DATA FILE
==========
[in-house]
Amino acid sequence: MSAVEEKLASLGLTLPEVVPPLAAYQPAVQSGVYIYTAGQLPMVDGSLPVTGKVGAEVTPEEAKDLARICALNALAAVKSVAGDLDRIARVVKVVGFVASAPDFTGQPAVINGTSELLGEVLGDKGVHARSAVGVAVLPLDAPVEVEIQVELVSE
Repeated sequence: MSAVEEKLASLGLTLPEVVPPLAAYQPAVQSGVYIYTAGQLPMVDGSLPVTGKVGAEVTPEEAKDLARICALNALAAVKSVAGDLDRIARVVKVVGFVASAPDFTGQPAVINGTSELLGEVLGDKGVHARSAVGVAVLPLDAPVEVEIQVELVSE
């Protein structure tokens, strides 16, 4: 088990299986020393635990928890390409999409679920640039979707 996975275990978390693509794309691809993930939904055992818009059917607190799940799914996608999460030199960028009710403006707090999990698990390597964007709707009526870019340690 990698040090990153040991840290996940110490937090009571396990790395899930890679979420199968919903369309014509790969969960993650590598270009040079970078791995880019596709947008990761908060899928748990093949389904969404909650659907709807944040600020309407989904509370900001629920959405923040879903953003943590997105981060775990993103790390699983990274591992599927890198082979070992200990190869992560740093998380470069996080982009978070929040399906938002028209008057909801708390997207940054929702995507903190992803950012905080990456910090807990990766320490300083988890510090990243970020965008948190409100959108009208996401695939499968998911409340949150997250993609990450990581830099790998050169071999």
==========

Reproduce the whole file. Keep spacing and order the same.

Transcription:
[in-house]
Amino acid sequence: MSAVEEKLASLGLTLPEVVPPLAAYQPAVQSGVYIYTAGQLPMVDGSLPVTGKVGAEVTPEEAKDLARICALNALAAVKSVAGDLDRIARVVKVVGFVASAPDFTGQPAVINGTSELLGEVLGDKGVHARSAVGVAVLPLDAPVEVEIQVELVSE
Repeated sequence: MSAVEEKLASLGLTLPEVVPPLAAYQPAVQSGVYIYTAGQLPMVDGSLPVTGKVGAEVTPEEAKDLARICALNALAAVKSVAGDLDRIARVVKVVGFVASAPDFTGQPAVINGTSELLGEVLGDKGVHARSAVGVAVLPLDAPVEVEIQVELVSE
């Protein structure tokens, strides 16, 4: 088990299986020393635990928890390409999409679920640039979707 996975275990978390693509794309691809993930939904055992818009059917607190799940799914996608999460030199960028009710403006707090999990698990390597964007709707009526870019340690 990698040090990153040991840290996940110490937090009571396990790395899930890679979420199968919903369309014509790969969960993650590598270009040079970078791995880019596709947008990761908060899928748990093949389904969404909650659907709807944040600020309407989904509370900001629920959405923040879903953003943590997105981060775990993103790390699983990274591992599927890198082979070992200990190869992560740093998380470069996080982009978070929040399906938002028209008057909801708390997207940054929702995507903190992803950012905080990456910090807990990766320490300083988890510090990243970020965008948190409100959108009208996401695939499968998911409340949150997250993609990450990581830099790998050169071999």